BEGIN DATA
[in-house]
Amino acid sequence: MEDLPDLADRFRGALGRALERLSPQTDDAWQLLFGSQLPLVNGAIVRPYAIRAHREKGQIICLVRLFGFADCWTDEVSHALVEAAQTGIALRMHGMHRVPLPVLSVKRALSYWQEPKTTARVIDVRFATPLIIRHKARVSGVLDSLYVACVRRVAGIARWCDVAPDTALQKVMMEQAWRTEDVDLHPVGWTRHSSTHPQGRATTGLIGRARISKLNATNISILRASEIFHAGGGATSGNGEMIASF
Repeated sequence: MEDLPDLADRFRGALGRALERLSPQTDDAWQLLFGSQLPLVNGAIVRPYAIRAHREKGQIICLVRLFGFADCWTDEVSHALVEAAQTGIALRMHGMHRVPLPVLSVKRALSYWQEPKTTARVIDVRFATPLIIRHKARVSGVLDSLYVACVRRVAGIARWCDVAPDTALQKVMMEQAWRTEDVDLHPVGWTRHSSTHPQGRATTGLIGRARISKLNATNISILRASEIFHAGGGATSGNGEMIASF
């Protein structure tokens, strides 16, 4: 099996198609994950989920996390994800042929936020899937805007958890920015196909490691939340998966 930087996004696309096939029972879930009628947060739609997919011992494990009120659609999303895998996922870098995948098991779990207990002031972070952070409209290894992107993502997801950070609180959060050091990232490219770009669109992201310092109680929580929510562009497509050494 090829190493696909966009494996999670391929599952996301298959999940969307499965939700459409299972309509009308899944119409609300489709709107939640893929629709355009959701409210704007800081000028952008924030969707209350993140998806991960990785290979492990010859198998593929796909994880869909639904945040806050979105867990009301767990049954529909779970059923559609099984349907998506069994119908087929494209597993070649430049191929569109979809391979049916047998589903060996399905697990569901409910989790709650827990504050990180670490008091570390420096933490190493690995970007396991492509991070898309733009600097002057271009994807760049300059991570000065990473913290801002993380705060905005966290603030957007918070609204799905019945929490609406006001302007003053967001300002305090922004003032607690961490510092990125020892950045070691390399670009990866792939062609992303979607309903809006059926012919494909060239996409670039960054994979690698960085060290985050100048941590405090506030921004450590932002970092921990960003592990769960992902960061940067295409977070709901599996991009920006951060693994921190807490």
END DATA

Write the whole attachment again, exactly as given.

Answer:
[in-house]
Amino acid sequence: MEDLPDLADRFRGALGRALERLSPQTDDAWQLLFGSQLPLVNGAIVRPYAIRAHREKGQIICLVRLFGFADCWTDEVSHALVEAAQTGIALRMHGMHRVPLPVLSVKRALSYWQEPKTTARVIDVRFATPLIIRHKARVSGVLDSLYVACVRRVAGIARWCDVAPDTALQKVMMEQAWRTEDVDLHPVGWTRHSSTHPQGRATTGLIGRARISKLNATNISILRASEIFHAGGGATSGNGEMIASF
Repeated sequence: MEDLPDLADRFRGALGRALERLSPQTDDAWQLLFGSQLPLVNGAIVRPYAIRAHREKGQIICLVRLFGFADCWTDEVSHALVEAAQTGIALRMHGMHRVPLPVLSVKRALSYWQEPKTTARVIDVRFATPLIIRHKARVSGVLDSLYVACVRRVAGIARWCDVAPDTALQKVMMEQAWRTEDVDLHPVGWTRHSSTHPQGRATTGLIGRARISKLNATNISILRASEIFHAGGGATSGNGEMIASF
């Protein structure tokens, strides 16, 4: 099996198609994950989920996390994800042929936020899937805007958890920015196909490691939340998966 930087996004696309096939029972879930009628947060739609997919011992494990009120659609999303895998996922870098995948098991779990207990002031972070952070409209290894992107993502997801950070609180959060050091990232490219770009669109992201310092109680929580929510562009497509050494 090829190493696909966009494996999670391929599952996301298959999940969307499965939700459409299972309509009308899944119409609300489709709107939640893929629709355009959701409210704007800081000028952008924030969707209350993140998806991960990785290979492990010859198998593929796909994880869909639904945040806050979105867990009301767990049954529909779970059923559609099984349907998506069994119908087929494209597993070649430049191929569109979809391979049916047998589903060996399905697990569901409910989790709650827990504050990180670490008091570390420096933490190493690995970007396991492509991070898309733009600097002057271009994807760049300059991570000065990473913290801002993380705060905005966290603030957007918070609204799905019945929490609406006001302007003053967001300002305090922004003032607690961490510092990125020892950045070691390399670009990866792939062609992303979607309903809006059926012919494909060239996409670039960054994979690698960085060290985050100048941590405090506030921004450590932002970092921990960003592990769960992902960061940067295409977070709901599996991009920006951060693994921190807490």